Saints alive!

Country Life Every Week - - Town & Country -

AF­TER the dis­cov­ery of Richard III’S body be­neath a car park in Le­ices­ter, al­most any­thing seems ar­chae­o­log­i­cally pos­si­ble. As such, the hunt for the body of St Ed­mund, King of the East An­gles (right), is now un­der way in Bury St Ed­munds, Suf­folk.

Ac­cord­ing to the ear­li­est ha­giog­ra­phy of the King, com­posed by Abbo of Fleury in 985–7, Ed­mund was mar­tyred by the Danes in 869. Hav­ing been mocked and scourged, he was tied to a tree and shot full of arrows un­til he looked ‘like a prickly hedge­hog or spiny this­tle’, be­fore fi­nally be­ing de­cap­i­tated. One ac­count has it that his sev­ered head, held aloft by a wolf, called ‘Here, here, here’, so that his fol­low­ers were able to col­lect his re­mains.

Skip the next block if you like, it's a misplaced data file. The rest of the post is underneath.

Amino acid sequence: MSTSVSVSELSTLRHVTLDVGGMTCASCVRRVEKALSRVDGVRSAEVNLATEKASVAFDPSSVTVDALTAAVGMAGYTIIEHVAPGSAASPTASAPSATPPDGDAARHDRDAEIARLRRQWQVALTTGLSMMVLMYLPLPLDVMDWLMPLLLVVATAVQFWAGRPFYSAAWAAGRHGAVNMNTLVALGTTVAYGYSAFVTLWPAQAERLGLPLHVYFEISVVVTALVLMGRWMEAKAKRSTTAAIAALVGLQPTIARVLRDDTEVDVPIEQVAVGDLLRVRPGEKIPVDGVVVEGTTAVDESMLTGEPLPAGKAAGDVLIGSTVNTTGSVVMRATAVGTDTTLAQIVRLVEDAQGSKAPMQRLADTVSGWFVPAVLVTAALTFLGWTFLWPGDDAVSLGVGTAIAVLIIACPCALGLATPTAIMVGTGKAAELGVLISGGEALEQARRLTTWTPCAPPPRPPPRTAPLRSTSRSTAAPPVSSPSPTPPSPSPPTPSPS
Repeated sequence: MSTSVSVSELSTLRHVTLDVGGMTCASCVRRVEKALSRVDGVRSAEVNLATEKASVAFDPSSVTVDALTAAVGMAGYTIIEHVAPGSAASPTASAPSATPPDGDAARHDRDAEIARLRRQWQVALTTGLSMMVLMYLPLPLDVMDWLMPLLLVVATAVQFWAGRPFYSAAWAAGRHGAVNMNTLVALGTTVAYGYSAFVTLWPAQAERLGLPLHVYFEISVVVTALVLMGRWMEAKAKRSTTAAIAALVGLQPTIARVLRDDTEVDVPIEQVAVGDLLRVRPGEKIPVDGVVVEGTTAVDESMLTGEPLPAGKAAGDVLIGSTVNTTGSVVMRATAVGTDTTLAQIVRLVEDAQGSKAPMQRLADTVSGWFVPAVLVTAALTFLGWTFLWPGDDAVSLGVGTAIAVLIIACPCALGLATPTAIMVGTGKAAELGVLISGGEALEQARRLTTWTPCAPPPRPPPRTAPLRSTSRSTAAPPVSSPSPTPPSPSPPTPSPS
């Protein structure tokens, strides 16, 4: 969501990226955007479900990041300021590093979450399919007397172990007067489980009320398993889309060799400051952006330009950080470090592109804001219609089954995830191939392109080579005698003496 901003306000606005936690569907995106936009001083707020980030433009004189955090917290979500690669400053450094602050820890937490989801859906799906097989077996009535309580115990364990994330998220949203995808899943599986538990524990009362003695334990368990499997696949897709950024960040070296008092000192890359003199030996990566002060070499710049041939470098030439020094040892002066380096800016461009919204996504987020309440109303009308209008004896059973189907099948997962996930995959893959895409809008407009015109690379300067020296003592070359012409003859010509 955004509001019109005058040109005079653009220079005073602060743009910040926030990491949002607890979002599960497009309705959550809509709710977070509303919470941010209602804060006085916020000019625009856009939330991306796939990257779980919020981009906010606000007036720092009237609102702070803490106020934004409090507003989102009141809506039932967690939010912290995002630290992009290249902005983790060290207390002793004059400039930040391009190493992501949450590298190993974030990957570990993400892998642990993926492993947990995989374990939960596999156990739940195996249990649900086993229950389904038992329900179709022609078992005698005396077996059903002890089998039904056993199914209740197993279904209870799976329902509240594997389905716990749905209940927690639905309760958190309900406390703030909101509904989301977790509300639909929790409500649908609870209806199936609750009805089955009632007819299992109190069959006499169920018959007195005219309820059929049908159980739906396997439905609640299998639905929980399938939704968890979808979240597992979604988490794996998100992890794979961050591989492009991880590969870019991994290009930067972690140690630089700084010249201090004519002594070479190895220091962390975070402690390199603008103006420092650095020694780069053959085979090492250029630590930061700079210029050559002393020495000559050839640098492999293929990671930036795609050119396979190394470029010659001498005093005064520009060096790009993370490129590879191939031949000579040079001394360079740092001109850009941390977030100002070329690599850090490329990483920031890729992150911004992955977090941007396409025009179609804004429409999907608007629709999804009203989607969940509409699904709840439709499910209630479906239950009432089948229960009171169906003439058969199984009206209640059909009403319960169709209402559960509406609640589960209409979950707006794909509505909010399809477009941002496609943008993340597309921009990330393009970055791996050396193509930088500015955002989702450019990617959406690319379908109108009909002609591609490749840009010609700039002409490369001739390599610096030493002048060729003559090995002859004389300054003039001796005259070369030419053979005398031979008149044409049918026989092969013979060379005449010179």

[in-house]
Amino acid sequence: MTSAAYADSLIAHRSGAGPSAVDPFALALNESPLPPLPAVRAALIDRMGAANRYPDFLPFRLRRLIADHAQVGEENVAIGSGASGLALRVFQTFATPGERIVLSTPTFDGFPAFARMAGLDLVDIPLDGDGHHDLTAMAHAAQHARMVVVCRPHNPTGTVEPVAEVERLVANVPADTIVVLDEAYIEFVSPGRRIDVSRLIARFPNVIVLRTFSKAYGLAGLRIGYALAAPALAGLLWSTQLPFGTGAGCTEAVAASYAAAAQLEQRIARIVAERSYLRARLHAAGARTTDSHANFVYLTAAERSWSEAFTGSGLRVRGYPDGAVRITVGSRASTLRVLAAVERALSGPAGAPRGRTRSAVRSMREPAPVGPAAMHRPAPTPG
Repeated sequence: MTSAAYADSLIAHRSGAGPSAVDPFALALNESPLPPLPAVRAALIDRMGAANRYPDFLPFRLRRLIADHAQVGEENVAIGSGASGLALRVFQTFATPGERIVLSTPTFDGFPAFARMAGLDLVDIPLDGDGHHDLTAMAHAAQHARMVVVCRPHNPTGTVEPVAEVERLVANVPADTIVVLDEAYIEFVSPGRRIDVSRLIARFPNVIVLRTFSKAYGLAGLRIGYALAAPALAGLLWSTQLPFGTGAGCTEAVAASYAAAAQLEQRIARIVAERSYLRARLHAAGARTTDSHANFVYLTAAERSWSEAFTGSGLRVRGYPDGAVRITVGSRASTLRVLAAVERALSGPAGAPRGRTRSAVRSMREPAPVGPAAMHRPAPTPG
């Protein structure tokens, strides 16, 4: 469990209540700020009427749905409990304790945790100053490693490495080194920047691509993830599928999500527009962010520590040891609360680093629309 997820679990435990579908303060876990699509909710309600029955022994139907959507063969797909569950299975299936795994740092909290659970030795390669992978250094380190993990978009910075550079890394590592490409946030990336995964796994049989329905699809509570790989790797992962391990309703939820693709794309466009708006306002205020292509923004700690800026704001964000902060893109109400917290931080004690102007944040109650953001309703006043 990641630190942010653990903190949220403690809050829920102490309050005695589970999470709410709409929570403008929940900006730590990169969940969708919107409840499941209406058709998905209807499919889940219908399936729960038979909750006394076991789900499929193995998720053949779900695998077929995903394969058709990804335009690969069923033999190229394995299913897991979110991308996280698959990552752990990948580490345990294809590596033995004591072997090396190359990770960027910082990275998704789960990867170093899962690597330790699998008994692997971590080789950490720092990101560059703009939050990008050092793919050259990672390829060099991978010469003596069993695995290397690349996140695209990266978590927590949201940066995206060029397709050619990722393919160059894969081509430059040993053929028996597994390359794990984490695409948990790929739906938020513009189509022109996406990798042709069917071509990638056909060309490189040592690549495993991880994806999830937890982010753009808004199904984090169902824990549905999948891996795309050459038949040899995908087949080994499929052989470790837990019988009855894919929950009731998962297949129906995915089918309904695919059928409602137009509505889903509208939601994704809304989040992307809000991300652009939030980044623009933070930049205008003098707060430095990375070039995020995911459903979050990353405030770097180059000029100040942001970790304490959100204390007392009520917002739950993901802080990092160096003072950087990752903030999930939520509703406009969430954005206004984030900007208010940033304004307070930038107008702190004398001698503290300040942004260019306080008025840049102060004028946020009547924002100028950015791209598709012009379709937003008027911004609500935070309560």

His re­assem­bled body was sub­se­quently en­shrined and St Ed­mund be­came the pa­tron saint of Eng­land; he re­mained pop­u­lar even af­ter he was sup­planted by St Ge­orge in the mid 14th cen­tury.

Two me­dieval ac­counts de­scribe a body in St Ed­mund’s cof­fin in the mid 11th cen­tury and again in 1198. How­ever, it’s not known what hap­pened to this when Henry VIII’S com­mis­sion­ers came to re­ceive the sur­ren­der of this great­est and rich­est of Eng­land’s monas­ter­ies in 1539.

Those en­gaged on the hunt hope that his cof­fin may have been ac­corded a burial in the for­mer monks’ grave­yard, now be­neath a ten­nis court, rather than be­ing de­spoiled. The sur­vival of the cof­fin is not an im­pos­si­bil­ity, as the ex­am­ple of the mor­tu­ary chests of An­glosaxon kings at Winch­ester Cathe­dral proves. As in the case of Winch­ester, how­ever, what­ever is dis­cov­ered, it’s un­likely to be straight­for­ward to in­ter­pret. JG

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